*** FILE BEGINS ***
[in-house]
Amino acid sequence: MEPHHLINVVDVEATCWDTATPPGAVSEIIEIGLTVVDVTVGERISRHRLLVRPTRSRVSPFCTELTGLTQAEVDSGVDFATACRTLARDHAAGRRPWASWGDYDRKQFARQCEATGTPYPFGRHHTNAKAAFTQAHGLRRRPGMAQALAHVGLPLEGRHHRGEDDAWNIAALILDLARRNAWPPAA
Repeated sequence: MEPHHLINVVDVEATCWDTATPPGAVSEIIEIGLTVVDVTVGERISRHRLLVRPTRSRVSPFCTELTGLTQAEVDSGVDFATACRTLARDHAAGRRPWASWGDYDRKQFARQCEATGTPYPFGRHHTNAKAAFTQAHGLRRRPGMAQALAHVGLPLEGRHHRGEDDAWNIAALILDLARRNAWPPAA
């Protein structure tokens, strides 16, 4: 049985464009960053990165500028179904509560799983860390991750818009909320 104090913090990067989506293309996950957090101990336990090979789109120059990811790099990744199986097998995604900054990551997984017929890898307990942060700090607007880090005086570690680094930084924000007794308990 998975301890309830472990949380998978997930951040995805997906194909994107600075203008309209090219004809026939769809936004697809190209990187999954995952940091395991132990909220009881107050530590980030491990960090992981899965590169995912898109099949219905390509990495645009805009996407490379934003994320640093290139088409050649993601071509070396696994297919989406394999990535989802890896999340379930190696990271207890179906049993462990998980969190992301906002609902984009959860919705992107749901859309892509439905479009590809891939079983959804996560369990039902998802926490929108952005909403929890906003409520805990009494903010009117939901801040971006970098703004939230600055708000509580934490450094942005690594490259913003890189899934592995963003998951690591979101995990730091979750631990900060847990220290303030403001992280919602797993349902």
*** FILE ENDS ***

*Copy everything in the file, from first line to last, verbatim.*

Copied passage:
[in-house]
Amino acid sequence: MEPHHLINVVDVEATCWDTATPPGAVSEIIEIGLTVVDVTVGERISRHRLLVRPTRSRVSPFCTELTGLTQAEVDSGVDFATACRTLARDHAAGRRPWASWGDYDRKQFARQCEATGTPYPFGRHHTNAKAAFTQAHGLRRRPGMAQALAHVGLPLEGRHHRGEDDAWNIAALILDLARRNAWPPAA
Repeated sequence: MEPHHLINVVDVEATCWDTATPPGAVSEIIEIGLTVVDVTVGERISRHRLLVRPTRSRVSPFCTELTGLTQAEVDSGVDFATACRTLARDHAAGRRPWASWGDYDRKQFARQCEATGTPYPFGRHHTNAKAAFTQAHGLRRRPGMAQALAHVGLPLEGRHHRGEDDAWNIAALILDLARRNAWPPAA
């Protein structure tokens, strides 16, 4: 049985464009960053990165500028179904509560799983860390991750818009909320 104090913090990067989506293309996950957090101990336990090979789109120059990811790099990744199986097998995604900054990551997984017929890898307990942060700090607007880090005086570690680094930084924000007794308990 998975301890309830472990949380998978997930951040995805997906194909994107600075203008309209090219004809026939769809936004697809190209990187999954995952940091395991132990909220009881107050530590980030491990960090992981899965590169995912898109099949219905390509990495645009805009996407490379934003994320640093290139088409050649993601071509070396696994297919989406394999990535989802890896999340379930190696990271207890179906049993462990998980969190992301906002609902984009959860919705992107749901859309892509439905479009590809891939079983959804996560369990039902998802926490929108952005909403929890906003409520805990009494903010009117939901801040971006970098703004939230600055708000509580934490450094942005690594490259913003890189899934592995963003998951690591979101995990730091979750631990900060847990220290303030403001992280919602797993349902």